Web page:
Intel Back in the Graphics Game

By | February 3, 2018

In the northern hemisphere, spring is always the time for new things: lambs, leaves and Larrabee chipsets. Yes, it’s the Intel Developers Forum in Beijing again, where Intel shows off its latest kit to the other manufacturers.

Pride of place was given to the Nehalem chipset, which features up to eight cores and uses simultaneous multi-threading across up to four cores. Intel showed a 25 per cent increase in performance over Penryn processors, and up to a 33 per cent reduction in power usage.

Also demonstrated was a Nehalem-powered game engine, featuring a meteor strike and flames spreading realistically through a village, with graphics, physics and animal Al being handled by different parts of the processor. Intel’s Ron Fosner said that multi-core chips could take over from discrete graphics cards, and are capable of providing a gaming experience reserved for top-end graphics cards. The Nehalem is expected in early 2009.

Still in its infancy, the Larrabee graphics processing unit marks Intel’s re-entry into the graphics cards. It features a 16 to 24 core chipset, capable of processing different instructions for ray-tracing or physics effects. Intel also showed off its Tukwila and Dunnington processors. Details on the Tukwila are sketchy, but it’s based on the Itanium chipset, will feature multiple cores and is due later this year. The Dunnington is the first Xeon chipset to make use of multiple cores.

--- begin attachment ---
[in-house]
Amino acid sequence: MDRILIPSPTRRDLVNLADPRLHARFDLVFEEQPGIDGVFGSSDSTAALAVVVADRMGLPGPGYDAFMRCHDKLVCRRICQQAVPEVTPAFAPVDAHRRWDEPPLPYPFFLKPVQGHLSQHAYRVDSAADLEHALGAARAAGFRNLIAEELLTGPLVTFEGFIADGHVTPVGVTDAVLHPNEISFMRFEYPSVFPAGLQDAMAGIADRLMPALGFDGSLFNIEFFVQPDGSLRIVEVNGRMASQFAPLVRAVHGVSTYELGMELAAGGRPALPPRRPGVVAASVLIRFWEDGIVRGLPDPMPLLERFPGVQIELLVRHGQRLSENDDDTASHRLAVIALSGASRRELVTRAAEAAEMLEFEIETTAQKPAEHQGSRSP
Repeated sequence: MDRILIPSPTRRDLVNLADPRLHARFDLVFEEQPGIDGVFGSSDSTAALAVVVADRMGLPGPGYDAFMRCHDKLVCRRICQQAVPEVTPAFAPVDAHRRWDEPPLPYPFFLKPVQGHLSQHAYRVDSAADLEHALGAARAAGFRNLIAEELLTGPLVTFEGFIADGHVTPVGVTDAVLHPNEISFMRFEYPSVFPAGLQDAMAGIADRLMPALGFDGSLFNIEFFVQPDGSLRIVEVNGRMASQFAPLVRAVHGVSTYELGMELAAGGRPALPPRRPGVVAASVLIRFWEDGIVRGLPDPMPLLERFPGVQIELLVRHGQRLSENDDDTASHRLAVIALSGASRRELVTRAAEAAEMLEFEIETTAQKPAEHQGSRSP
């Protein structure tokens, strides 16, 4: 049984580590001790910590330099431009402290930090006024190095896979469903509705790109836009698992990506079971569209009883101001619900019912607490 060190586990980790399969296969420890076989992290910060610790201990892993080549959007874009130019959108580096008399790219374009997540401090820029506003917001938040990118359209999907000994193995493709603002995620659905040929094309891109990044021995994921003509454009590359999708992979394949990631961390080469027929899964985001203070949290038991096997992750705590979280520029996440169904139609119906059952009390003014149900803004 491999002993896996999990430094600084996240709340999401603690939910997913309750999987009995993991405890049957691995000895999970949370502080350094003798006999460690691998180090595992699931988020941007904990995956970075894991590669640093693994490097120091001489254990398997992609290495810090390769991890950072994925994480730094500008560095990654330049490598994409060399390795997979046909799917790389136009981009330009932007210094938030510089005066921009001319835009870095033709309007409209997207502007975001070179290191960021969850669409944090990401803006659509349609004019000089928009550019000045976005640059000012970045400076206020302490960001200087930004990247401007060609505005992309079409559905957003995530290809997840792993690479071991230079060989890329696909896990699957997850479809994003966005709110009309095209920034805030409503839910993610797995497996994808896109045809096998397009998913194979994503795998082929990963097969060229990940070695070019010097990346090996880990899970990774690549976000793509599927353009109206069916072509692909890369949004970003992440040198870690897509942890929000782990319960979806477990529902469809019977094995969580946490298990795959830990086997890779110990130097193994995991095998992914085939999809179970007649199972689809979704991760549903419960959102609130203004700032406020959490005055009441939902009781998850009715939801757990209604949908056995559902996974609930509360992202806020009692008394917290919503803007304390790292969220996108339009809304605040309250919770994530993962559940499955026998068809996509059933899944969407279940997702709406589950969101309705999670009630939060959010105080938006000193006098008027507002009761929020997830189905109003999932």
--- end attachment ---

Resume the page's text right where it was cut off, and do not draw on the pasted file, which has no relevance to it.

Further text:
Aside from Intel’s offerings, Samsung displayed its ultra-slim 1.8-inch, 128GB solid state drive hard disks, and 4 to 8GB RAM configurations. Asus all-conquering Eee was shown with one of Intel’s new Atom processors, which promises better battery life and higher performance. And Intel’s own portable, learning-based Classmate 2 was paraded with a new 9-inch screen.

The most innovative third-party offerings was lightfield photography being touted by a digital photography company called ReFocus. Instead of capturing pixels, the tech traces the way light bounces around a scene. This results in pictures where every part of the image is in focus, and focus can even be adjusted after pictures have been taken. It’s processor-intensive, but this could result in cheaper, lighter and more versatile digital cameras.

Another great idea was displayed by Compal. Its laptop cooling system uses heatpipes to transfer heat away from the processor and onto the laptop’s lid, where it’s dispersed. There are no fans or moving parts, and the interior of the laptop can be totally sealed.

PC architecture is going to change substantially in the next few years, with integration and scalability being at the heart of Intel’s movements. In the future we can expect tiny PCs with graphics integrated into the processor and no moving parts, which can’t be bad.

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